Russia charges Bolshoi dancer but acid plot denied | Inquirer News

Russia charges Bolshoi dancer but acid plot denied

/ 08:29 AM March 08, 2013

Pavel Dmitrichenko, foreground, is escorted out of a courtroom in Moscow, Russia, on Thursday, March 7, 2013. The star dancer accused of masterminding the attack on the Bolshoi ballet chief acknowledged Thursday that he gave the go-ahead for the attack, but told a Moscow court that he did not order anyone to throw acid on the artistic director’s face. AP PHOTO/IVAN SEKRETAREV

MOSCOW—Russia on Thursday charged a leading Bolshoi dancer with grievous bodily harm after he admitted ordering an assault on the famed ballet troupe’s chief while denying ever planning the use of acid.

Russian police charged leading Bolshoi soloist Pavel Dmitrichenko, who had made a speciality of playing villains, and the suspected perpetrator and driver under a statute that risks seeing them jailed for up to 12 years.


Dmitrichenko earlier told a Moscow district court he did not tell suspected perpetrator Yuri Zarutsky, who police say the dancer paid to carry out the attack, to fling acid into the face of Sergei Filin.


The acid attack left Filin, 42, battling to save his eyesight and prevent permanent facial disfigurement. He is now undergoing a long rehabilitation in Germany.

“I did not want to cause harm,” Dmitrichenko told the court, looking wan and haggard as he sat with disheveled hair in the corner of the courtroom cage dressed in a black parka.

Dmitrichenko admitted he had been angered by Filin’s behavior as artistic director, in a row that reportedly was triggered by the ballet chief’s refusal to let his dancer girlfriend take the star role in “Swan Lake.”

Dmitrichenko said that it was Zarutsky who had originally suggested attacking Filin as a way of getting back at him for what Dmitrichenko considered his bad leadership of the Bolshoi.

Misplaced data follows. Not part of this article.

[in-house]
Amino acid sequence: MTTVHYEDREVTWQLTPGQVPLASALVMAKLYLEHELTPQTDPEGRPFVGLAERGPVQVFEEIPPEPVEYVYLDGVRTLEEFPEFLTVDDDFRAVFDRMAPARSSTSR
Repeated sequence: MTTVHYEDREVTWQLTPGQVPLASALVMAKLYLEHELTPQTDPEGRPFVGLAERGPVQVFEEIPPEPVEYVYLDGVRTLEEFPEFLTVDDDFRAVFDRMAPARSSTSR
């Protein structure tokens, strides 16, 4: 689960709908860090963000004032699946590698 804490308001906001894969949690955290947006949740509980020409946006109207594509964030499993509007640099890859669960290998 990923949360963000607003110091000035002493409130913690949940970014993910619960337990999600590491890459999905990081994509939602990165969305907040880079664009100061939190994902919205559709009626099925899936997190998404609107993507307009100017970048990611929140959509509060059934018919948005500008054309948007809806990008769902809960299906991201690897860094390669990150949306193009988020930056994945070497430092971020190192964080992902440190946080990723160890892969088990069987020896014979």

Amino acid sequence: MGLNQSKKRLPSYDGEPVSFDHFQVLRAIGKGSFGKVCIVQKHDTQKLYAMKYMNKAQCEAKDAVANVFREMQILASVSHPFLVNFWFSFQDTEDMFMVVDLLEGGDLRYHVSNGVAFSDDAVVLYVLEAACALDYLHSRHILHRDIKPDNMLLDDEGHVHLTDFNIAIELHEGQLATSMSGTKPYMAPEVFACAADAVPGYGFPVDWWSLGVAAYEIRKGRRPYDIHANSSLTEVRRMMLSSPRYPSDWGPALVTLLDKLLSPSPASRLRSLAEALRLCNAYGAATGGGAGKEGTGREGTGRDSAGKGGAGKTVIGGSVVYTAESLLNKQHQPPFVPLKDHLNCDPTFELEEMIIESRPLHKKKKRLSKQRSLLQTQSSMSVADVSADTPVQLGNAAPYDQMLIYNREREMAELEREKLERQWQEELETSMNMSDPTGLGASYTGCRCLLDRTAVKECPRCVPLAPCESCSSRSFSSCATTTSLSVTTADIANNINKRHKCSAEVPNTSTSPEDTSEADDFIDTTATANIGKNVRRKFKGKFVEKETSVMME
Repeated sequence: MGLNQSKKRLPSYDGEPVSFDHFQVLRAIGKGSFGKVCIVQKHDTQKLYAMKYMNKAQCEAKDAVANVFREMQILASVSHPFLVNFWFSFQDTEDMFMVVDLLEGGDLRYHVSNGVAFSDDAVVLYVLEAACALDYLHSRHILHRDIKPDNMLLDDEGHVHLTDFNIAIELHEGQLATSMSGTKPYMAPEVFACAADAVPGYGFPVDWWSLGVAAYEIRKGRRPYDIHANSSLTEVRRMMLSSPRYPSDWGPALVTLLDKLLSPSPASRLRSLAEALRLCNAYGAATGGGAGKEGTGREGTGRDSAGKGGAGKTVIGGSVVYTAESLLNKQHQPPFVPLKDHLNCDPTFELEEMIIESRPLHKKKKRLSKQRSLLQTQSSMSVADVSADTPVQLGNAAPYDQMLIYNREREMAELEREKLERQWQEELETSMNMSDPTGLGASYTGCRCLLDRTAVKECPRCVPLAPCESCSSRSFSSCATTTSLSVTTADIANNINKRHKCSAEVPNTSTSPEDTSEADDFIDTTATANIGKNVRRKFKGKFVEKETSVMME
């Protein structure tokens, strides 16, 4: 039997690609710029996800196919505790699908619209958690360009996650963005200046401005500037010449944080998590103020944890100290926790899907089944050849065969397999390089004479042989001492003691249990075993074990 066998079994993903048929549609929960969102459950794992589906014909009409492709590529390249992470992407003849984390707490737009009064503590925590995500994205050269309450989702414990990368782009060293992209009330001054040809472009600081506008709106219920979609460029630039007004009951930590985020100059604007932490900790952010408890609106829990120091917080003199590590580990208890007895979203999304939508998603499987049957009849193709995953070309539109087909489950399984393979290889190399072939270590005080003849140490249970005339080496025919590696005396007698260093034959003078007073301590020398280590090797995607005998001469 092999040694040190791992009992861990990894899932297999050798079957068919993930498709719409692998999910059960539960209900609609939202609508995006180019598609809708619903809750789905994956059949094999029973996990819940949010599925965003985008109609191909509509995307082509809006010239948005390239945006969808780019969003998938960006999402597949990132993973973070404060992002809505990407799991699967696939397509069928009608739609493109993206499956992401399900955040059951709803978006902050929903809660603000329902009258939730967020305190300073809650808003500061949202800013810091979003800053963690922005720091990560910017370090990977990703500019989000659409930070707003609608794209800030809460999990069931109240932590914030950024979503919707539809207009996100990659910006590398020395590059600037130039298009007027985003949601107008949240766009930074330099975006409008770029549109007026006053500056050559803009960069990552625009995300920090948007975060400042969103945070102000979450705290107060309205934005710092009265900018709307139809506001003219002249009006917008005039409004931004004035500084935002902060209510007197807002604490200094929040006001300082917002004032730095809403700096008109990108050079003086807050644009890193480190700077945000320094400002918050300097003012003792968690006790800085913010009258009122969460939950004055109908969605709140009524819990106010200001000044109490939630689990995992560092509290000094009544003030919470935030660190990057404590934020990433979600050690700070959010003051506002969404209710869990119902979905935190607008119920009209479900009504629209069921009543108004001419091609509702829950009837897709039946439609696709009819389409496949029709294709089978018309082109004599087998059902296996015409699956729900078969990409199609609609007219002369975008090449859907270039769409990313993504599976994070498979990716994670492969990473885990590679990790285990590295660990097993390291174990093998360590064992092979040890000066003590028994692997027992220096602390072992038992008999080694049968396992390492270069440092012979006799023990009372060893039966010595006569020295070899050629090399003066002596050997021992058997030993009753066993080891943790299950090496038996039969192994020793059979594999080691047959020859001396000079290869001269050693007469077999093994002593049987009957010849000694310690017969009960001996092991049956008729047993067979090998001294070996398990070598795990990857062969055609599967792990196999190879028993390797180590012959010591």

“I told Yuri Zarutsky about the politics that took place in the Bolshoi Theatre, about the violations that took place and the corruption,” Dmitrichenko said in televised comments.

“Then he (Zarutsky) suggested: ‘Okay, then I’ll beat him up’ and I agreed to his suggestion,” said Dmitrichenko.


“The only thing I admit is that I did phone him. He asked me to tell him when Filin would be leaving the theatre. I told him, that I admit to absolutely.”

But he added: “I couldn’t believe that this guy who offered to beat him up went and did all this with the acid. Basically I was in shock.”


‘Thwarting her artistic career’

Dmitrichenko, Zarutsky and the suspected getaway driver Andrei Lipatov were also all remanded in custody by the Moscow court until April 18.

The defense said that Dmitrichenko had “de-facto” admitted his guilt while denying he had wanted to cause such serious harm to Filin.

“My client never had any intention of causing such harm to health, especially not in a loathsome way like disfiguring the face or causing the loss of sight,” said defence lawyer Alexander Barkhanov.

Police said in a statement that Dmitrichenko had paid Zarutsky 50,000 rubles ($1,630) to attack Filin, who had the acid thrown in his face while returning home on the night of January 17.

Police have said the crime was motivated by Dmitrichenko’s hostile personal relationship with Filin, which Russian press reports have suggested was caused by the Bolshoi chief’s refusal to give his ballerina girlfriend Anzhelina Vorontsova top roles.

“The main motive was enmity towards Filin, who according to the suspect, had a negative attitude towards his partner,” a police source told the Izvestia newspaper.

“Dmitrichenko said that Filin was thwarting Vorontsova’s artistic career and did not give her the main roles,” said the source.

In a tale of bitterness reminiscent of the hit ballet film “Black Swan”, Dmitrichenko is reported to have been particularly riled that Vorontsova was not allowed to dance the main Odette-Odile role in “Swan Lake”, the dream of any ballerina.

In court, Dmitrichenko did not make any reference to Vorontsova.

With piercing eyes and a lean face, Dmitrichenko had made a speciality of portraying villains, like Ivan the Terrible and the Evil Genius in “Swan Lake”.

Filin’s wife, Maria, told the Komsomolskaya Pravda daily that her husband had suspicions about Dmitrichenko but believed that a “much wider” circle of people was involved.

“Not just the three who they arrested. We hope the security forces unearth those who are implicated in this,” she said.

Police however said in a statement that the case was “solved” and no further arrests of suspects were expected.

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Star Bolshoi dancer Nikolai Tsiskaridze, who the theatre’s management had accused of creating the atmosphere that led to the attack, declined to give any comment on the investigation.

TAGS: Ballet, Bolshoi, Crime, Russia

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